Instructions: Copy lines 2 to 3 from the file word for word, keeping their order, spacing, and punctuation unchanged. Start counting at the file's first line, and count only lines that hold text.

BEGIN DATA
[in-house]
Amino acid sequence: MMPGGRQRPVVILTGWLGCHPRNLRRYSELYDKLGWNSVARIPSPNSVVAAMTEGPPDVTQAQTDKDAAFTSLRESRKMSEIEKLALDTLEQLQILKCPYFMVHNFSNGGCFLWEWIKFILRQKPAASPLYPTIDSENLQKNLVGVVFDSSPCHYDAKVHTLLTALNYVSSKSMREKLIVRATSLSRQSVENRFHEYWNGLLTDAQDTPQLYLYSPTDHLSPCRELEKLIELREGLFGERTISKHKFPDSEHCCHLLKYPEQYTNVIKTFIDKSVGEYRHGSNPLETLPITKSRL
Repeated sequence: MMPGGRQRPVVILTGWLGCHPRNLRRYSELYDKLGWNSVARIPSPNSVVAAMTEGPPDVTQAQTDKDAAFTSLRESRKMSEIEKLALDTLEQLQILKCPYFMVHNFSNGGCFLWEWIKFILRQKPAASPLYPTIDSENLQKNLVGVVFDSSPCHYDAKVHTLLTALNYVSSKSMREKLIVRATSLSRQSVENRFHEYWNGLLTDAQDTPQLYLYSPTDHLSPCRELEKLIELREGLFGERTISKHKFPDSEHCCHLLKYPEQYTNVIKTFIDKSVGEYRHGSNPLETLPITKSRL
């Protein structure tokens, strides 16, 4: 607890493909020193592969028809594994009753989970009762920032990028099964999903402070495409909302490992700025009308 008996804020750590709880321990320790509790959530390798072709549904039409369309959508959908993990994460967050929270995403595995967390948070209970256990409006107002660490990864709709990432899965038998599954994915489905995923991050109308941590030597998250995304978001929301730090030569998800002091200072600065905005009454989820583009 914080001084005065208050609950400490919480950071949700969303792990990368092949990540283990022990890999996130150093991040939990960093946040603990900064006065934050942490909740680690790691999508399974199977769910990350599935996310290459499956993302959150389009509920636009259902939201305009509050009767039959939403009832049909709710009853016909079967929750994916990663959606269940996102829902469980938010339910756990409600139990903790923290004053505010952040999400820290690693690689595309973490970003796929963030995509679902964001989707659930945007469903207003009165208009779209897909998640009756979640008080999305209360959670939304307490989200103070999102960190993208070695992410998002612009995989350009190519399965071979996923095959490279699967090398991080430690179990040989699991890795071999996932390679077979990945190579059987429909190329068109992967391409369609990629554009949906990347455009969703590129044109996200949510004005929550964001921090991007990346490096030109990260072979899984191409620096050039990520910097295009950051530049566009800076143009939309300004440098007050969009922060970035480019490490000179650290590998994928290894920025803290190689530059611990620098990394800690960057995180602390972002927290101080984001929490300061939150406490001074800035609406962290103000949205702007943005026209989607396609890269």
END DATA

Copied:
Amino acid sequence: MMPGGRQRPVVILTGWLGCHPRNLRRYSELYDKLGWNSVARIPSPNSVVAAMTEGPPDVTQAQTDKDAAFTSLRESRKMSEIEKLALDTLEQLQILKCPYFMVHNFSNGGCFLWEWIKFILRQKPAASPLYPTIDSENLQKNLVGVVFDSSPCHYDAKVHTLLTALNYVSSKSMREKLIVRATSLSRQSVENRFHEYWNGLLTDAQDTPQLYLYSPTDHLSPCRELEKLIELREGLFGERTISKHKFPDSEHCCHLLKYPEQYTNVIKTFIDKSVGEYRHGSNPLETLPITKSRL
Repeated sequence: MMPGGRQRPVVILTGWLGCHPRNLRRYSELYDKLGWNSVARIPSPNSVVAAMTEGPPDVTQAQTDKDAAFTSLRESRKMSEIEKLALDTLEQLQILKCPYFMVHNFSNGGCFLWEWIKFILRQKPAASPLYPTIDSENLQKNLVGVVFDSSPCHYDAKVHTLLTALNYVSSKSMREKLIVRATSLSRQSVENRFHEYWNGLLTDAQDTPQLYLYSPTDHLSPCRELEKLIELREGLFGERTISKHKFPDSEHCCHLLKYPEQYTNVIKTFIDKSVGEYRHGSNPLETLPITKSRL